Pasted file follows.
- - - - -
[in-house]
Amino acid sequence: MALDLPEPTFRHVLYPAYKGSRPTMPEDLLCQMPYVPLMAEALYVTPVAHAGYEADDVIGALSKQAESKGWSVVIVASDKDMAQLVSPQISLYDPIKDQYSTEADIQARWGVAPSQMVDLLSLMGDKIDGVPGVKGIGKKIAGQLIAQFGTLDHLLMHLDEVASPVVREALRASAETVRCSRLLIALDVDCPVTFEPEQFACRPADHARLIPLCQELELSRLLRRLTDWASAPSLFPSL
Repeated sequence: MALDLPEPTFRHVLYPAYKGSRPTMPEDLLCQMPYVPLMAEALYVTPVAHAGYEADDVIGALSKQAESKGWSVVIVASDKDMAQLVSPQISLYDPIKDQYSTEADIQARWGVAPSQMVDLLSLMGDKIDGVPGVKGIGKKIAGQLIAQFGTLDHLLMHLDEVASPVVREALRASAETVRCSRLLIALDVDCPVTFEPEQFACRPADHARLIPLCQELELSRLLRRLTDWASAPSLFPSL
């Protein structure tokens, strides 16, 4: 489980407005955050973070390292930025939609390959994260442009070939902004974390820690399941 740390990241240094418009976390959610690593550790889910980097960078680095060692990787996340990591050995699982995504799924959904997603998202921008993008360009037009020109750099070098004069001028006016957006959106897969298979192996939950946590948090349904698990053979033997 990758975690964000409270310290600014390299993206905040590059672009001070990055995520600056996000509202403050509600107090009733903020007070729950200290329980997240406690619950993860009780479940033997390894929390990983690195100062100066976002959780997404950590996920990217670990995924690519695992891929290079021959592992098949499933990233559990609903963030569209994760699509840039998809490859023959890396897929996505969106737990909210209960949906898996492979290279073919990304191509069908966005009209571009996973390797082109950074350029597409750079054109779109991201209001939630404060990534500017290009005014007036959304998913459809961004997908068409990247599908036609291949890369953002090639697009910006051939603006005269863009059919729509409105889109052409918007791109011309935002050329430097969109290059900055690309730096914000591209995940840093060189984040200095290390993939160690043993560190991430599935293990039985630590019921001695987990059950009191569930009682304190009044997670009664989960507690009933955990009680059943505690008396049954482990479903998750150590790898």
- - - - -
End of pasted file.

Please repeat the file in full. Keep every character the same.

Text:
[in-house]
Amino acid sequence: MALDLPEPTFRHVLYPAYKGSRPTMPEDLLCQMPYVPLMAEALYVTPVAHAGYEADDVIGALSKQAESKGWSVVIVASDKDMAQLVSPQISLYDPIKDQYSTEADIQARWGVAPSQMVDLLSLMGDKIDGVPGVKGIGKKIAGQLIAQFGTLDHLLMHLDEVASPVVREALRASAETVRCSRLLIALDVDCPVTFEPEQFACRPADHARLIPLCQELELSRLLRRLTDWASAPSLFPSL
Repeated sequence: MALDLPEPTFRHVLYPAYKGSRPTMPEDLLCQMPYVPLMAEALYVTPVAHAGYEADDVIGALSKQAESKGWSVVIVASDKDMAQLVSPQISLYDPIKDQYSTEADIQARWGVAPSQMVDLLSLMGDKIDGVPGVKGIGKKIAGQLIAQFGTLDHLLMHLDEVASPVVREALRASAETVRCSRLLIALDVDCPVTFEPEQFACRPADHARLIPLCQELELSRLLRRLTDWASAPSLFPSL
């Protein structure tokens, strides 16, 4: 489980407005955050973070390292930025939609390959994260442009070939902004974390820690399941 740390990241240094418009976390959610690593550790889910980097960078680095060692990787996340990591050995699982995504799924959904997603998202921008993008360009037009020109750099070098004069001028006016957006959106897969298979192996939950946590948090349904698990053979033997 990758975690964000409270310290600014390299993206905040590059672009001070990055995520600056996000509202403050509600107090009733903020007070729950200290329980997240406690619950993860009780479940033997390894929390990983690195100062100066976002959780997404950590996920990217670990995924690519695992891929290079021959592992098949499933990233559990609903963030569209994760699509840039998809490859023959890396897929996505969106737990909210209960949906898996492979290279073919990304191509069908966005009209571009996973390797082109950074350029597409750079054109779109991201209001939630404060990534500017290009005014007036959304998913459809961004997908068409990247599908036609291949890369953002090639697009910006051939603006005269863009059919729509409105889109052409918007791109011309935002050329430097969109290059900055690309730096914000591209995940840093060189984040200095290390993939160690043993560190991430599935293990039985630590019921001695987990059950009191569930009682304190009044997670009664989960507690009933955990009680059943505690008396049954482990479903998750150590790898």